by Harris Fitzgerel
Not Just a Vet Student. When I was asked over the summer how my first year of vet school was, my first answer was always “I love it.” This was often met with blank stares expressing confusion and shock. This was not the answer that most people expected when posing this question. They expected me to say “it’s hard,” or “it’s exhausting,” or “I feel like I have no life.” Now the first two responses are nothing shy of the absolute truth, however the third statement is one with which I have issues because I never felt that was true for myself. However, many people felt otherwise during their first (and subsequent) years. Why was this?
During orientation, we were told that it’s important to try to balance work and life. This is obviously true, but even more evident is how this thought falls to the wayside once classes actually start. People begin to think that they have to study everything all of the time in order to do well, whatever well means to them; and, the Internet does not seem to help, with countless searches of ‘how to stay sane in vet school” often implying it’s difficult, hard, and even impossible. To me, it seems easy to say “I’ll wait until the weekend to relax,” and then it becomes “I’ll wait until this exam is over;” and, before you know it, you may say something along the lines of “I just have to make it until break and then I can be a real person again” (yes, that is a direct quotation I have heard before). You may read this and think it’s easy to avoid doing that or wonder how someone would get to that stage? The answer is simple: practice builds habit.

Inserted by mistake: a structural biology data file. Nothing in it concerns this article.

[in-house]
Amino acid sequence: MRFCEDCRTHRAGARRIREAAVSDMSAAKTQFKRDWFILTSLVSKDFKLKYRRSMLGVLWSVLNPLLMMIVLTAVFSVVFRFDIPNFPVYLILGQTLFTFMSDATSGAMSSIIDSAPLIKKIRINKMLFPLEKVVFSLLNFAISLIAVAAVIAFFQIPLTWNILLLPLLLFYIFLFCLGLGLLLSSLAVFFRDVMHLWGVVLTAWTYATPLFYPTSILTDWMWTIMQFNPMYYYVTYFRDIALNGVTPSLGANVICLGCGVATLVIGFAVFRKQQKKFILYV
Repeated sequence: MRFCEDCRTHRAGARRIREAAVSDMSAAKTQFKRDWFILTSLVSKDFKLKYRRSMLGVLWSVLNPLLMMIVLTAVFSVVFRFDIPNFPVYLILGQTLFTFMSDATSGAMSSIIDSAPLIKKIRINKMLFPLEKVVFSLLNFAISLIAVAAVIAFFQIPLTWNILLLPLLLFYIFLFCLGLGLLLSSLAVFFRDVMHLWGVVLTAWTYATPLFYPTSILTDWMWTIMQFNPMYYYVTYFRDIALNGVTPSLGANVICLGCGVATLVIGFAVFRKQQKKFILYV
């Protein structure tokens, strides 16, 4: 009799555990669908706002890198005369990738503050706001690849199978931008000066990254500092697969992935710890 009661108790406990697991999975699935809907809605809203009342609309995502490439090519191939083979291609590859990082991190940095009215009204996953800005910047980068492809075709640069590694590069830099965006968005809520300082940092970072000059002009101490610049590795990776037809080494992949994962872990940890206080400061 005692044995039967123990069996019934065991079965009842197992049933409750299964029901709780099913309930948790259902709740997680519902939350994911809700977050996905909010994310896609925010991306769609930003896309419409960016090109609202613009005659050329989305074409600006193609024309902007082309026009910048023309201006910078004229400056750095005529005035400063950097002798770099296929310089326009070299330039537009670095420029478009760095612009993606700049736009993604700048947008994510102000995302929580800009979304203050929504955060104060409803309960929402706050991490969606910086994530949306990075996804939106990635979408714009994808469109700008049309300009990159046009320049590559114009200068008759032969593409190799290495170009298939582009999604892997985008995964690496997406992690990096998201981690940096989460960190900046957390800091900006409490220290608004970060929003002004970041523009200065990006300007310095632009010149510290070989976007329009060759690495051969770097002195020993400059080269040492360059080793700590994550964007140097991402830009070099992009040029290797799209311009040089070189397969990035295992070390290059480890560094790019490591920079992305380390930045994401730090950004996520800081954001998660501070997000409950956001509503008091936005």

Sure, being in veterinary school we have learned this saying in an academic sense. Practicing those physics problems sure wasn’t fun, but it made for an easier time solving those problems on the tests. Or drawing all of those organic molecules on every surface possible may have driven your friends insane, but it definitely helped you out on that orgo final. However, it’s so simple to see that although vet students may be great at applying that saying to their academic life, they neglect applying it to their personal lives.
What do I mean by this? For example, I enjoy going to the gym and try to go five days a week, so I consider this one of my hobbies (another being dancing, whether that’s in a hip hop class like the one I took during first year once a week, or with friends during a night out on the town). There have been many times during the week leading up to a particularly difficult test, like anatomy, where I begin to think “this week, I’ll only go four times, it’ll be ok.” However, what happens when we start to practice this? It gets easier and easier to go “this week seems hard, I’ll push down my days at the gym this week to three…” and so on and so forth. This is because practice builds habit.
I’m lucky to have realized this so that instead of setting the practice of taking away from my hobby, I practiced maintaining my hobby. What I’m trying to say is that I still go to the gym five days a week more or less no matter what is going on academically. If practice builds habit, then this is building the habit of setting boundaries for myself so that I can be a workout guru (this sounded better than gym rat, but they’re all the same), I can be a (very) amateur dancer (shoutout to that hip-hop class again!). Simply put, I can be more than just a vet student.
So as the new academic year begins to unfold, don’t lose sight of who you are because you think you have to study more. With that mindset, you’ll always realize there’s more to study, and quickly vet school will turn from an amazing opportunity to explore your passions in the field, to just a resentful four years you can’t wait to escape; and, with the habit of constantly pushing yourself without the practice of maintaining that self love of continuing your hobbies, there’s no doubt that will carry over into your life as a practicing DVM. You may be a vet student, but remember that you are not just a vet student.
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